Knowledge Level Models of Situations and Situation Assessment: Theory and Applications
Monday 12th September 2016
Odd Erik Gundersen
Department of Computer and Information Science
Norwegian University of Science and Technology
The concept of a situation is central to the situation management community. Still, the concept is not clearly defined and often research on the topic rarely refers to the definition of situation that the research is based on. The tutorial will present different definitions of the concept situation and complexities related to defining situation. Commonalities of the definitions will be discussed and formulated formally. The formal framework will be used to discuss situations that develop over time, observers of situations, future situations, the concept of history, explanations and justifications of predictions.
The three sub-processes of situation assessment are described by Mica Endsley’s model of situation awareness. However, while the levels are given detailed descriptions, they are not related directly to any definition of the concept of a situation. By analyzing the concept of a situation in relation to the situation awareness levels, the situation awareness levels can be decomposed further into more fine-grained levels.
Context is an elusive concept as well. The tutorial will present some central definitions of context. These definitions will be discussed and analyzed in relation to the concepts situation and situation assessment. Furthermore, the role of context in situation assessment will be analyzed, and a context element ontology will be presented.
Examples of how the knowledge level model and the formal framework can be used to analyze domains will be given for use cases in oil well drilling and emergency services.
The intended audience is everyone that is interested in situation management, as the tutorial provides an introduction and overview to central concepts in situation awareness and situation assessment. However, the knowledge level model is most suited for researchers and software developers that develop systems that perform situation assessment and need to model situations.
Model-based Cloudification of Critical Applications
Monday 12th September 2016
Prof. András Pataricza, Imre Kocsis, László Gönczy
Budapest University of Technology and Economics, Department of Measurement and Information Systems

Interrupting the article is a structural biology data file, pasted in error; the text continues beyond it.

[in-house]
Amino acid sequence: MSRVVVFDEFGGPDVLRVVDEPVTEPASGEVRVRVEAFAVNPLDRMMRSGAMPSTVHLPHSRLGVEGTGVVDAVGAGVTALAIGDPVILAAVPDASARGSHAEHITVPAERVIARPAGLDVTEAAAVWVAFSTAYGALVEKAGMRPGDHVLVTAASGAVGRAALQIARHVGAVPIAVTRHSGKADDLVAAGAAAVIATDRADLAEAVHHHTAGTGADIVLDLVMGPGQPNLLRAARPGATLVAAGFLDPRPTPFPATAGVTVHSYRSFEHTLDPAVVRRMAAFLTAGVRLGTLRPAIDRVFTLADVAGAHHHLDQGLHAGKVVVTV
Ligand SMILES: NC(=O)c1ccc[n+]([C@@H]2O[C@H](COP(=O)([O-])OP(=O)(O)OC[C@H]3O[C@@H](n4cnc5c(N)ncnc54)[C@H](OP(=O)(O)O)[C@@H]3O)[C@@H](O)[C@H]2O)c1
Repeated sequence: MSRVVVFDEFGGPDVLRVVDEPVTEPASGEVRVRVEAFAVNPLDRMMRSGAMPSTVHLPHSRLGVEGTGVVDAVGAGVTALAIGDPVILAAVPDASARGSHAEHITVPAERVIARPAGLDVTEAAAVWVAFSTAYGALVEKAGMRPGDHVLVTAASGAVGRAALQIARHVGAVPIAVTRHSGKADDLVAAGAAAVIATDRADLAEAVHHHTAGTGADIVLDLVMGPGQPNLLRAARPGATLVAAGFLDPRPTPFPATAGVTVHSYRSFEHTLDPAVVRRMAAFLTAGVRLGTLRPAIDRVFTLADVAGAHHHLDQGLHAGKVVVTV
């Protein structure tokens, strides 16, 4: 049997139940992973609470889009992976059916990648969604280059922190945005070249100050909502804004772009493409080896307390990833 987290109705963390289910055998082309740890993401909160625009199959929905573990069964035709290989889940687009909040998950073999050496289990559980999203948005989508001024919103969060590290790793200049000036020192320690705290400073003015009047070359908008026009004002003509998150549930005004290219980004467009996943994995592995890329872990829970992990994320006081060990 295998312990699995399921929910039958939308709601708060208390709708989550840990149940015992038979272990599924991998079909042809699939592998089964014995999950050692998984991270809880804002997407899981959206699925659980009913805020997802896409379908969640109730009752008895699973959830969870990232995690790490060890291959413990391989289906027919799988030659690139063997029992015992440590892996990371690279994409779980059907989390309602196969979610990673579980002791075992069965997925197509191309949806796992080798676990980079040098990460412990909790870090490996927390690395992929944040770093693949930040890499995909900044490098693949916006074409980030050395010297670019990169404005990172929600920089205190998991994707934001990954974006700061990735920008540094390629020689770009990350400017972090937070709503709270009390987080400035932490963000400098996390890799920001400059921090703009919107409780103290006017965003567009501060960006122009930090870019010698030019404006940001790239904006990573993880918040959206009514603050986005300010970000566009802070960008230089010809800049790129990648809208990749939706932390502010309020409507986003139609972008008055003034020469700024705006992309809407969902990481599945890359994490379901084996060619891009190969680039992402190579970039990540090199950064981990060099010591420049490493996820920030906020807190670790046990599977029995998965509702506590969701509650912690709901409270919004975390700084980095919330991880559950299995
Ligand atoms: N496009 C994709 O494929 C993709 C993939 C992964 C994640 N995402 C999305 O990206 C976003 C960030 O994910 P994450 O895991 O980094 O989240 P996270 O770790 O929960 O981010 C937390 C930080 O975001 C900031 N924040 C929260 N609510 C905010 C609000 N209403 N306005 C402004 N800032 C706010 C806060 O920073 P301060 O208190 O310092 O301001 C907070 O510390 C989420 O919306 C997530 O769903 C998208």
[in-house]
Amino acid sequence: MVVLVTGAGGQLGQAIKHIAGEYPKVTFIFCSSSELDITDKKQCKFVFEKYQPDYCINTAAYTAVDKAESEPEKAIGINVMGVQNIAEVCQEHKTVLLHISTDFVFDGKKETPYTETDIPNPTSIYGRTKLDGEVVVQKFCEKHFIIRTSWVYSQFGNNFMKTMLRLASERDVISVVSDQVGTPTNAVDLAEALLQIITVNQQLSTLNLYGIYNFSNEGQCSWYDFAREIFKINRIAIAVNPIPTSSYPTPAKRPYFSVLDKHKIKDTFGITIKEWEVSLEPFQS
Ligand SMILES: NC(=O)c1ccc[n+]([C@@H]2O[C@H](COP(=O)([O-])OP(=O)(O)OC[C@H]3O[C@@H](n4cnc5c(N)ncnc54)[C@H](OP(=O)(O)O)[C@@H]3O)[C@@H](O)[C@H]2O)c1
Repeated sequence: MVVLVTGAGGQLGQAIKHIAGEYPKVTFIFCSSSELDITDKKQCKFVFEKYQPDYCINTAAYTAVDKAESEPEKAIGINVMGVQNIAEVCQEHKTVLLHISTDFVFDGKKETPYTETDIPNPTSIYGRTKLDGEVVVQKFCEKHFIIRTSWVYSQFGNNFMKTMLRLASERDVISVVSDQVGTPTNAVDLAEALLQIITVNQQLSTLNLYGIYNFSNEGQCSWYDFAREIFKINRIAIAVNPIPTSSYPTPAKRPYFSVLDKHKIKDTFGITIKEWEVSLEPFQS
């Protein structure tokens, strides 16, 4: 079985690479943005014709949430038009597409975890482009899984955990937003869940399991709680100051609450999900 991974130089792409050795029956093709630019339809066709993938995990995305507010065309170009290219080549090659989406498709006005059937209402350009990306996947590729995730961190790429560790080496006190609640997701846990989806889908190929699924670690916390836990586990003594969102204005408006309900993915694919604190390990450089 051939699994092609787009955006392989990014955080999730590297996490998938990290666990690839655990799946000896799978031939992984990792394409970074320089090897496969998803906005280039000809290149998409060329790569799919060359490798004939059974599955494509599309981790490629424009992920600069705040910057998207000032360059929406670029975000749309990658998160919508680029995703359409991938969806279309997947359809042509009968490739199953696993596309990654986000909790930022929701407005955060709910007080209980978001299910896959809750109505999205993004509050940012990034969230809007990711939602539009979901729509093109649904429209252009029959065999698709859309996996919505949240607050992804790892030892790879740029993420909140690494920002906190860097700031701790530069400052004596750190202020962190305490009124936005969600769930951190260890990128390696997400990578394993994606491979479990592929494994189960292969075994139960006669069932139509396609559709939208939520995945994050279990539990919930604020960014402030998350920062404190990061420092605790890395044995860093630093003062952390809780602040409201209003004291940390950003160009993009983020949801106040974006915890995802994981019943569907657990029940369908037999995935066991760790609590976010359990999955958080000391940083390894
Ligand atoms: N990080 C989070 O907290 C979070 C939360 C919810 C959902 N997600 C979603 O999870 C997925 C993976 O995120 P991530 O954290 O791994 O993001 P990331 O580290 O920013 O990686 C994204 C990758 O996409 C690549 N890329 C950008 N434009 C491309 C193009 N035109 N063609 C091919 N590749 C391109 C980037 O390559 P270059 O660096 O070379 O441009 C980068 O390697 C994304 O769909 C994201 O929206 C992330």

As more and more critical services are deployed in cloud-based environments, the design for dependability and performance over complex and partially uncontrolled platforms is becoming a key issue in several domains. The proposed tutorial aims at giving methodology and practical tools which help an end-to-end process for “cloudification” of applications and creating policies for the operation of such systems. We propose qualitative models which follow the engineers’ way of thinking in system level assumptions and capture consequences of design decisions on system topology, deployment and characteristics of application level processes.
The method can be used for performance design (including measurement/benchmarking campaigns and SLA definition) and evaluation of deployment alternatives. Derivatives of high level models can be used runtime for monitoring and control, diagnosis purposes and proof of correctness of supervisory control as well.
The tutorial introduces qualitative modelling of IT system performance and dependability. Approaches for partial models reflecting individual aspects and validation – first-principles, engineering knowledge capture, synthesis from existing models, exploratory data analysis – are demonstrated. Hands-on model building will be performed using benchmark results of a distributed, soft-real time cloud application. Further hands-on activities show the application of the simulated model for evaluating dependability/performance test coverage, diagnosis and evaluating the effects of static and dynamic dependability mechanisms. Moreover, we present how the findings can be utilized as a solid basis for assuring self-* properties.